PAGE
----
Avner Dorman was at work at Gettysburg College a few years ago when he was contacted about a commission.
“They wanted me to write a concerto for Pinchas Zukerman and Amanda Forsyth his 70th birthday.” The winner of the 2018 Azrieli Prize for Jewish music said, “sure.”
That understated relpy belies what Dorman calls “a special experience. Sometimes you write a concerto for someone and they learn it and give you feedback and that’s about it.” That wasn’t the case with this piece.
“I would send them drafts and they would give me their thoughts and play some stuff for me. We ‘facetimed’ a lot during the writing process.
“Pinchas was especially involved, committed and collaborative in a way that I would never have expected from someone as busy as he is.
“You would expect him not to be as involved but it was quite the opposite.”
For the composer, the collaboration was a learning experience.
“They play concertos on the biggest stages all the time. Their frame of reference is very unique. The piece they wanted was something that would live in their world.”
You’d think that would have made Dorman nervous but “in a way, it was the opposite. For me, it’s more nerve-wracking to work on your own and then have some comments from a publisher. And then you suddenly arrive and 100 are playing the music with no chance for any feedback from them.
“Writing music is very much an internal experience and I appreciate having an exchange with a performer.”
Of course, some commissions are by design kept hidden.
“I’m doing a sonata for a piano competition so obviously the competitors aren’t going to see this beforehand.”
The concerto is a commission by the Adelaide Symphony Orchestra, the Boston Symphony and the NAC orchestra. It’s been played in Australia and at Tanglewood. The Double Concerto will be performed for the first time in Ottawa at the National Arts Centre on Nov. 27.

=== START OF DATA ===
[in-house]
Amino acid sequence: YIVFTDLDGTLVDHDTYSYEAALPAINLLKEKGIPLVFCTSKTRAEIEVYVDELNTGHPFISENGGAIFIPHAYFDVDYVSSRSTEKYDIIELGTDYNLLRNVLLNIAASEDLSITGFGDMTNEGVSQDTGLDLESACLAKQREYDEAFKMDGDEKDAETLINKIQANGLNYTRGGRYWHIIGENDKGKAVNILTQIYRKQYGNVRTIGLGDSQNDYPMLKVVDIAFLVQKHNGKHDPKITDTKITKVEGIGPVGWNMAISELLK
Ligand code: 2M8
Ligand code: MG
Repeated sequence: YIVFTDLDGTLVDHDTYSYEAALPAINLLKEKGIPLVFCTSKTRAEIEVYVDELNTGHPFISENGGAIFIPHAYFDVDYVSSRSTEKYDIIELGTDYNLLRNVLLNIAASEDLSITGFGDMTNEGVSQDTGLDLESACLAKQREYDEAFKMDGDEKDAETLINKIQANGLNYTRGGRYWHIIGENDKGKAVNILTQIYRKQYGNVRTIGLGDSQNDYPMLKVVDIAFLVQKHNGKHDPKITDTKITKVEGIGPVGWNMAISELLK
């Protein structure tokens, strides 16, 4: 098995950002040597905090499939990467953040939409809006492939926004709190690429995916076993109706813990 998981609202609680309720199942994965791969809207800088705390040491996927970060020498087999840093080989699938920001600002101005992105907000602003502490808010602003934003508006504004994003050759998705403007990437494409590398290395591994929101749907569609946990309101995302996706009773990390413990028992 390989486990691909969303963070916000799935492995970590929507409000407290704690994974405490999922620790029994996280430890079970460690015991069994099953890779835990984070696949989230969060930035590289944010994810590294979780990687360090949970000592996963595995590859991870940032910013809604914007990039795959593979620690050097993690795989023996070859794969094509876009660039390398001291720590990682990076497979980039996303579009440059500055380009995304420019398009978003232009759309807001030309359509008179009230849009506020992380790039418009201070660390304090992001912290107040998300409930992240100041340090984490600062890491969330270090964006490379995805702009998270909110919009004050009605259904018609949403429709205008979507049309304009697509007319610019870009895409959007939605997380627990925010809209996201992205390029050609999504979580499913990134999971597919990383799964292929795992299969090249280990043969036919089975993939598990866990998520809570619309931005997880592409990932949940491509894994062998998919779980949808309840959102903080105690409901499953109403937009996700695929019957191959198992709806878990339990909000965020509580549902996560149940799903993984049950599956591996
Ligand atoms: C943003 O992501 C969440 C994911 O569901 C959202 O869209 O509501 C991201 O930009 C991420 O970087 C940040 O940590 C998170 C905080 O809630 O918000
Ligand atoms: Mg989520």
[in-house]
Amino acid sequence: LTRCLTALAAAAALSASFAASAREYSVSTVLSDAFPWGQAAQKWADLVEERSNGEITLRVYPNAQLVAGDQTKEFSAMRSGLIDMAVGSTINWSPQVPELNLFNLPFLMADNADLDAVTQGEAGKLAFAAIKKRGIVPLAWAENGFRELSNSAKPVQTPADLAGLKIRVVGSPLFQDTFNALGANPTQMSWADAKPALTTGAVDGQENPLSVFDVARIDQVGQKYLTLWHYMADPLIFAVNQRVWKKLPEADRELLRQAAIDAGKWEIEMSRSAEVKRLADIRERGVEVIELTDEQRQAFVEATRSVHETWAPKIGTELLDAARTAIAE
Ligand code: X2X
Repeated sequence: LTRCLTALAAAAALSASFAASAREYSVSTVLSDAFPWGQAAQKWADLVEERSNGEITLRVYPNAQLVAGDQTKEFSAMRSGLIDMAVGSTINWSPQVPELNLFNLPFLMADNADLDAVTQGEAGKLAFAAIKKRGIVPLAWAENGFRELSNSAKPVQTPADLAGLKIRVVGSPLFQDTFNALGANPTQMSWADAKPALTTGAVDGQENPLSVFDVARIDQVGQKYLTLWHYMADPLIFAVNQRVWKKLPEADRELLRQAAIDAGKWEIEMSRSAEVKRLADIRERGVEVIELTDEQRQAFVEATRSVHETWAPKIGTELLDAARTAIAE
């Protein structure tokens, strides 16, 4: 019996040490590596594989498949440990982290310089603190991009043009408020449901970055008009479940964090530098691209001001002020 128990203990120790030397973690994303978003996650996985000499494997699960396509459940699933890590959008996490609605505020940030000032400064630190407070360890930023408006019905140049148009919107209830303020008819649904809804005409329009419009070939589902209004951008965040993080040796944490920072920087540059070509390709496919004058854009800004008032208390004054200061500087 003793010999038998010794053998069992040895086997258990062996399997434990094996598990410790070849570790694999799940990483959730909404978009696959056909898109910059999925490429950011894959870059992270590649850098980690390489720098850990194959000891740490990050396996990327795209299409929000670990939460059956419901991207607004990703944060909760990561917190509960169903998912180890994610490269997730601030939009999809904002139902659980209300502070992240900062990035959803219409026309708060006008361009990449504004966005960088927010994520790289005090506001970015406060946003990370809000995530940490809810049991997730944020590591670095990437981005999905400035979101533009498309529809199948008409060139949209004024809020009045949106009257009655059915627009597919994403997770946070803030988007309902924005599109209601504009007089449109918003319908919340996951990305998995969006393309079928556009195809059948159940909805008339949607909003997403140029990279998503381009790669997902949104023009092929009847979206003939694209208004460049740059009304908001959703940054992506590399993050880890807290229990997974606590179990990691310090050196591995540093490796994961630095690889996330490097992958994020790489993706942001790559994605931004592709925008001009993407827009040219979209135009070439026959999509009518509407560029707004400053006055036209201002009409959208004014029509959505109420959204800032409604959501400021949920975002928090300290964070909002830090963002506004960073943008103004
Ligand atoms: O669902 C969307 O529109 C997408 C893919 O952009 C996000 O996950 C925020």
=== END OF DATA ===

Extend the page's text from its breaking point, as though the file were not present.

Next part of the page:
He finished the work about a year ago.
He wrote the first movement and sent it to them. “We worked on it together and that really informed the other two movements.”
In that effort, the identity of the piece came together.
“I need time to get to know my motives and my harmonic progressions and to get to know the piece. Once I feel familiar with it, it almost writes itself. The notes seem to know where to go. Over time it becomes more and more inevitable.”
Dorman said he felt that the interaction between the two musicians became a central element of the piece.
“Getting to know their dynamic as a couple was a very interesting thing.
“You have two protagonists and they fight for their place. They are also a protagonist together. In a double concerto there is a built-in drama. Pinchas has one point of view and Amanda is saying the opposite. This is good material for a story.”
Those personality differences are evident in the piece, he said.
Zukerman is “very passionate and ultra-expressive. He can be exuberant and and a leader with a take-charge nature,” Dorman said. “There is also an element of memory in his character. I used the word nostalgic in the program notes and I’m not sure that’s the best word.
“I really thought I was capturing this element of him but now I think it’s more me remembering hearing him play when when I was a kid in a suburb of Tel Aviv.
“For me, he is an important figure in Israeli music history. I heard him I can’t even count the times when I was a kid. He was this famous person on stage.”
The piece begins with Pinchas playing this very simple tune on his own. “I think my memory is there.”
Being Israeli and so fascinated in hearing what Zukerman has to say, Dorman feels that “we have bonded in a way that I wouldn’t have guessed would have happened. He’s like a close uncle now.”
He didn’t know Zukerman before working on this piece. He was the only prominent Israeli musician he hadn’t met before.
Dorman feels part of the tradition of Israeli music. It is very much part of culture and society, he said.